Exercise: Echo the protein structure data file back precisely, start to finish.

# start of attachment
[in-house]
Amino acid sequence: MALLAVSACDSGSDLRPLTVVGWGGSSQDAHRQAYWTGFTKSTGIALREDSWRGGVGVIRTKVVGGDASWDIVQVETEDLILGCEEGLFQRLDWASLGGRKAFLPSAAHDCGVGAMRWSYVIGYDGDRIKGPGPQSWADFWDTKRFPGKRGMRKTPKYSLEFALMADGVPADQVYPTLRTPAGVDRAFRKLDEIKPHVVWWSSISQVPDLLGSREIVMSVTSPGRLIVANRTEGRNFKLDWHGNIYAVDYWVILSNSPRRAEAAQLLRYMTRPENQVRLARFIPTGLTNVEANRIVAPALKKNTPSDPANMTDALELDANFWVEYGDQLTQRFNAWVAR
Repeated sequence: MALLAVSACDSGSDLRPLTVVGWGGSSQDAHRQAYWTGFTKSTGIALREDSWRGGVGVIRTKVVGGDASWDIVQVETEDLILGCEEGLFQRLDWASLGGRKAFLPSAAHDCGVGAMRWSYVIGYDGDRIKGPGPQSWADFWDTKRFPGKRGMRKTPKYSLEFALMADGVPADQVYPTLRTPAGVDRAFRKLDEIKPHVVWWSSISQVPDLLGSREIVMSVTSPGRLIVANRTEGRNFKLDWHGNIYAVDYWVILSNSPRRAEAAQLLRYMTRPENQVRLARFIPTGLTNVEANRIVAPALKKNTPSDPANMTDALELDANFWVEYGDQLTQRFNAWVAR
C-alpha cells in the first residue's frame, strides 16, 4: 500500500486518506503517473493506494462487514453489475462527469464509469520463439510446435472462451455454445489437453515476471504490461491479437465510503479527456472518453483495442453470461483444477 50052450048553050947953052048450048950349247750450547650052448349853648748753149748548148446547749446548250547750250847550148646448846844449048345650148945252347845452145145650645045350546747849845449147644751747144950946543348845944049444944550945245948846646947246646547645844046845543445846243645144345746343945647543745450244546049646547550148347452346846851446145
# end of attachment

[in-house]
Amino acid sequence: MALLAVSACDSGSDLRPLTVVGWGGSSQDAHRQAYWTGFTKSTGIALREDSWRGGVGVIRTKVVGGDASWDIVQVETEDLILGCEEGLFQRLDWASLGGRKAFLPSAAHDCGVGAMRWSYVIGYDGDRIKGPGPQSWADFWDTKRFPGKRGMRKTPKYSLEFALMADGVPADQVYPTLRTPAGVDRAFRKLDEIKPHVVWWSSISQVPDLLGSREIVMSVTSPGRLIVANRTEGRNFKLDWHGNIYAVDYWVILSNSPRRAEAAQLLRYMTRPENQVRLARFIPTGLTNVEANRIVAPALKKNTPSDPANMTDALELDANFWVEYGDQLTQRFNAWVAR
Repeated sequence: MALLAVSACDSGSDLRPLTVVGWGGSSQDAHRQAYWTGFTKSTGIALREDSWRGGVGVIRTKVVGGDASWDIVQVETEDLILGCEEGLFQRLDWASLGGRKAFLPSAAHDCGVGAMRWSYVIGYDGDRIKGPGPQSWADFWDTKRFPGKRGMRKTPKYSLEFALMADGVPADQVYPTLRTPAGVDRAFRKLDEIKPHVVWWSSISQVPDLLGSREIVMSVTSPGRLIVANRTEGRNFKLDWHGNIYAVDYWVILSNSPRRAEAAQLLRYMTRPENQVRLARFIPTGLTNVEANRIVAPALKKNTPSDPANMTDALELDANFWVEYGDQLTQRFNAWVAR
C-alpha cells in the first residue's frame, strides 16, 4: 500500500486518506503517473493506494462487514453489475462527469464509469520463439510446435472462451455454445489437453515476471504490461491479437465510503479527456472518453483495442453470461483444477 50052450048553050947953052048450048950349247750450547650052448349853648748753149748548148446547749446548250547750250847550148646448846844449048345650148945252347845452145145650645045350546747849845449147644751747144950946543348845944049444944550945245948846646947246646547645844046845543445846243645144345746343945647543745450244546049646547550148347452346846851446145